We’ve recently received inquiries from some of our business clients concerning a notice regarding unclaimed property that they have received from the Michigan Department of Treasury. Interestingly enough, the State Bar of Michigan has recently communicated with all of the lawyers in the State to alert us to this notice, concerns it raises, and efforts of the State Bar to deal with it. Here is the situation.
Most states, including Michigan, have a set of laws on the books to deal with unclaimed property. The Michigan, Uniform Unclaimed Property Act is known as Act 29, of the Public Acts of 1995, and can be found at Michigan Compiled Laws Section 567.221, and following (MCL 567.221; http://legislature.mi.gov/doc.aspx?mcl-Act-29-of-1995; the “Act.”) The purpose and intent of unclaimed property laws are to provide for the disposition of unclaimed property held, primarily, by businesses. For example, utility companies, banks, insurance companies and retailers, may be holding deposits, money or other items of tangible value that belong to customers, but have gone unclaimed for extended periods of time. Without unclaimed property laws, the ownership of such unclaimed property would remain in limbo, indefinitely. Unclaimed property laws, therefore, provide a mechanism for businesses to report, and turn over such unclaimed property to the State. Tangible items are sold at auction with the proceeds, and any cash that has been turned over, ultimately deposited into one or more State funds or programs.
The concerns caused by the recent Treasury Department notice stem from the fact that it seems to set forth requirements that are not part of the Act. Specifically, under the Act, businesses that are holding, or think that they are holding property that belongs to customers but which has gone unclaimed for a period of time prescribed in the Act (generally, 3 years), must file a report with the Treasury Department and turn the property over to the State. In so doing they are absolved of further liability or responsibility to the customer to preserve and safeguard the property. Further, under the Act, if the Treasury Department believes that a business may be holding unclaimed property but has failed to make the required filing with the State, the Treasury Department may examine the books and records of the business and assess fines and penalties if it is found that a report should have been made.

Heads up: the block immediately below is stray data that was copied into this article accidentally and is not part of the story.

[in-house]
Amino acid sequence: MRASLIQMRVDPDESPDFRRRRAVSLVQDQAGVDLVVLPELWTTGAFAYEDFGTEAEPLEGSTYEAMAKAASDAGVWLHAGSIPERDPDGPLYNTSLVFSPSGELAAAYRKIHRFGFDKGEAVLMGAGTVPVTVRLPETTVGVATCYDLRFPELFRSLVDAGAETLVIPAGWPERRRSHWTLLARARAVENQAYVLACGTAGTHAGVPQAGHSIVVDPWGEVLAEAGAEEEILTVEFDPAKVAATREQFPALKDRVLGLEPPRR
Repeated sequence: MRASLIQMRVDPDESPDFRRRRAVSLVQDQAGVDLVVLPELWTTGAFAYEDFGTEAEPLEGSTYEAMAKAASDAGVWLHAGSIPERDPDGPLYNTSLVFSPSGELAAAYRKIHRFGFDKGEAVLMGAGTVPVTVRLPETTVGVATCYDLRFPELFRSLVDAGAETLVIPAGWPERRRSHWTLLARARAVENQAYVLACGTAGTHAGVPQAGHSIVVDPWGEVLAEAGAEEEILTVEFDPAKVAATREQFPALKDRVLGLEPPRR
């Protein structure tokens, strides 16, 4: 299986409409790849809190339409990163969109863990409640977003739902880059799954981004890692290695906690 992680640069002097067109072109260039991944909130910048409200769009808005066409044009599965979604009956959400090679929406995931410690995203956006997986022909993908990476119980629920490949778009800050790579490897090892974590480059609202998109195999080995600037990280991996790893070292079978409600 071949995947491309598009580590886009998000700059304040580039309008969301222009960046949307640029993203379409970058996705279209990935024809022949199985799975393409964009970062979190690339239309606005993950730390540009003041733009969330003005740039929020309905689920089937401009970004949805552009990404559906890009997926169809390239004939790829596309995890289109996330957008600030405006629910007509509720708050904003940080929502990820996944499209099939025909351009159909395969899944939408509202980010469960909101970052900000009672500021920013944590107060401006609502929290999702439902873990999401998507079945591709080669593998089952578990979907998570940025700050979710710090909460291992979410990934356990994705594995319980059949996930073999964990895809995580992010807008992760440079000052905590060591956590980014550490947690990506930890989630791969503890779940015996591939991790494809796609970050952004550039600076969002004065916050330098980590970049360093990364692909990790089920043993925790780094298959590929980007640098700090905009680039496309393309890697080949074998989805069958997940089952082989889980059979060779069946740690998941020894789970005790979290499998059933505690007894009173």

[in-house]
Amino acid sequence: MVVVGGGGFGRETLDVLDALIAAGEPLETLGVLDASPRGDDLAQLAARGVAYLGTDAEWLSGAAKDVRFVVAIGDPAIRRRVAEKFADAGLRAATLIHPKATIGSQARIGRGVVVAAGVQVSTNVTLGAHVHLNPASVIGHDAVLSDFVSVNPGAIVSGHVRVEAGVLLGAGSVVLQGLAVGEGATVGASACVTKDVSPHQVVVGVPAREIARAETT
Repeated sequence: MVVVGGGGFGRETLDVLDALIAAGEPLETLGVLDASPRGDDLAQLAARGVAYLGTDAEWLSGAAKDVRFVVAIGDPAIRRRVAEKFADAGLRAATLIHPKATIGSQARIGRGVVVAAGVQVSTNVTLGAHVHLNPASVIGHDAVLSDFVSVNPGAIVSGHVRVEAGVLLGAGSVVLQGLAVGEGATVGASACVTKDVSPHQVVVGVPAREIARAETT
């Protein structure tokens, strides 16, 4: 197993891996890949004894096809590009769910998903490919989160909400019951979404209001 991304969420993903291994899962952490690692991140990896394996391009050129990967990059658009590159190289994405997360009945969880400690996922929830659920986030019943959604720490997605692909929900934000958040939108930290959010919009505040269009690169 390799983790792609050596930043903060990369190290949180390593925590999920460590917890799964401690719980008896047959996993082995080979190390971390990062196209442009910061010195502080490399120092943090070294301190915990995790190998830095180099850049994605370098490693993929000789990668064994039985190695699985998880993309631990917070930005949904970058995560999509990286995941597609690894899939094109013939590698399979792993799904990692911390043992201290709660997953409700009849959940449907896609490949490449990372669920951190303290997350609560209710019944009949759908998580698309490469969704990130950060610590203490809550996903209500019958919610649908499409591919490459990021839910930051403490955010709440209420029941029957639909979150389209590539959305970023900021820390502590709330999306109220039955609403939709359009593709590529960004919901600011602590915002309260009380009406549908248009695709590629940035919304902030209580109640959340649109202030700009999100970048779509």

However, the Michigan Unclaimed Property Voluntary Disclosure Agreement (Michigan Department of Treasury form 4869), along with the cover letter and instructions that are currently being provided with the notice, establish a scenario whereby businesses that are not even holding unclaimed property may unwittingly, contractually obligate themselves to provide annual compliance notices to the Treasury Department. In other words, although the Act does not mandate that businesses affirmatively report annually that they are not holding unclaimed property, filing of the form will contractually obligate businesses to file annual reports anyway. Further, by filing the form, businesses are agreeing that Treasury Department audits of their records may go back ten years. The State Bar has taken the position that any holder of unclaimed property that submits the form will thereby create remedies and avenues for compliance that the Treasury Department does not currently have under the Act.
The concerns of the State Bar on this issue were communicated to the Treasury Department by letter dated January 3, 2012. Members of the Bar were alerted to this situation by way of an email dated January 12, 2012. That email advised that as of that date, no response had been received from the State.
The notice specifies a response deadline of January 31, 2012. While it is never a good idea to ignore notices from the State, and rarely a good idea to simply comply with a notice that you may not understanding, this one has the potential to cause some problems moving forward. If you’ve received such a notice and are not sure how you should respond, the attorneys at Wright Beamer are available to help.